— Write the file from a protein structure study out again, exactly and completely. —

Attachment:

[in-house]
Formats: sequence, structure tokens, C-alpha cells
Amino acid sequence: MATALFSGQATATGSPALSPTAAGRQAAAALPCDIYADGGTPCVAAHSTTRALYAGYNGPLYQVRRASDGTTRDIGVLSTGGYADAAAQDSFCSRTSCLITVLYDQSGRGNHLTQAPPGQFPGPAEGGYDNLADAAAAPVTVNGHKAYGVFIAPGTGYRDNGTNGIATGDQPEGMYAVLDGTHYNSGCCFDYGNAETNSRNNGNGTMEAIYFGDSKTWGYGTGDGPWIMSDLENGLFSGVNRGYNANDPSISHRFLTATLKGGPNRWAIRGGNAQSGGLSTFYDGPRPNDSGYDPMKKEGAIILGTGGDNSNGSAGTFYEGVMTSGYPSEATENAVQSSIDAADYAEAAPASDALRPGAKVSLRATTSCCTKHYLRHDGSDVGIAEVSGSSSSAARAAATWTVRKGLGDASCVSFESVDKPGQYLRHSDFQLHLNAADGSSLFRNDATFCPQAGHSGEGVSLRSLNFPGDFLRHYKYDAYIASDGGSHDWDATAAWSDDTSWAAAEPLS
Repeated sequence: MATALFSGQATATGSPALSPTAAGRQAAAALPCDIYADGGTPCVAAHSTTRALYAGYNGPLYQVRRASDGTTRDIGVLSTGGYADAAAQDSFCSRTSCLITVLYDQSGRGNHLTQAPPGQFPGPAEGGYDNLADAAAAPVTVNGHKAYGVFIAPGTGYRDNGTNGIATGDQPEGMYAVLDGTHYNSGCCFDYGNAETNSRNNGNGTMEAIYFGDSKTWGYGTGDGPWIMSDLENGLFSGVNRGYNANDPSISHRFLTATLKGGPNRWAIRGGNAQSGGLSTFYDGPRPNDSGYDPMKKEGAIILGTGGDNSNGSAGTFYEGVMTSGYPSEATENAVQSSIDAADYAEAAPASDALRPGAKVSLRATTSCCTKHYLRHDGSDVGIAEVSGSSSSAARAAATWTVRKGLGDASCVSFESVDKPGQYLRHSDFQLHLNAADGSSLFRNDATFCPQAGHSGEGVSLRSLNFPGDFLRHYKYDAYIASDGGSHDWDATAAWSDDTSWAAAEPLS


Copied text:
[in-house]
Formats: sequence, structure tokens, C-alpha cells
Amino acid sequence: MATALFSGQATATGSPALSPTAAGRQAAAALPCDIYADGGTPCVAAHSTTRALYAGYNGPLYQVRRASDGTTRDIGVLSTGGYADAAAQDSFCSRTSCLITVLYDQSGRGNHLTQAPPGQFPGPAEGGYDNLADAAAAPVTVNGHKAYGVFIAPGTGYRDNGTNGIATGDQPEGMYAVLDGTHYNSGCCFDYGNAETNSRNNGNGTMEAIYFGDSKTWGYGTGDGPWIMSDLENGLFSGVNRGYNANDPSISHRFLTATLKGGPNRWAIRGGNAQSGGLSTFYDGPRPNDSGYDPMKKEGAIILGTGGDNSNGSAGTFYEGVMTSGYPSEATENAVQSSIDAADYAEAAPASDALRPGAKVSLRATTSCCTKHYLRHDGSDVGIAEVSGSSSSAARAAATWTVRKGLGDASCVSFESVDKPGQYLRHSDFQLHLNAADGSSLFRNDATFCPQAGHSGEGVSLRSLNFPGDFLRHYKYDAYIASDGGSHDWDATAAWSDDTSWAAAEPLS
Repeated sequence: MATALFSGQATATGSPALSPTAAGRQAAAALPCDIYADGGTPCVAAHSTTRALYAGYNGPLYQVRRASDGTTRDIGVLSTGGYADAAAQDSFCSRTSCLITVLYDQSGRGNHLTQAPPGQFPGPAEGGYDNLADAAAAPVTVNGHKAYGVFIAPGTGYRDNGTNGIATGDQPEGMYAVLDGTHYNSGCCFDYGNAETNSRNNGNGTMEAIYFGDSKTWGYGTGDGPWIMSDLENGLFSGVNRGYNANDPSISHRFLTATLKGGPNRWAIRGGNAQSGGLSTFYDGPRPNDSGYDPMKKEGAIILGTGGDNSNGSAGTFYEGVMTSGYPSEATENAVQSSIDAADYAEAAPASDALRPGAKVSLRATTSCCTKHYLRHDGSDVGIAEVSGSSSSAARAAATWTVRKGLGDASCVSFESVDKPGQYLRHSDFQLHLNAADGSSLFRNDATFCPQAGHSGEGVSLRSLNFPGDFLRHYKYDAYIASDGGSHDWDATAAWSDDTSWAAAEPLS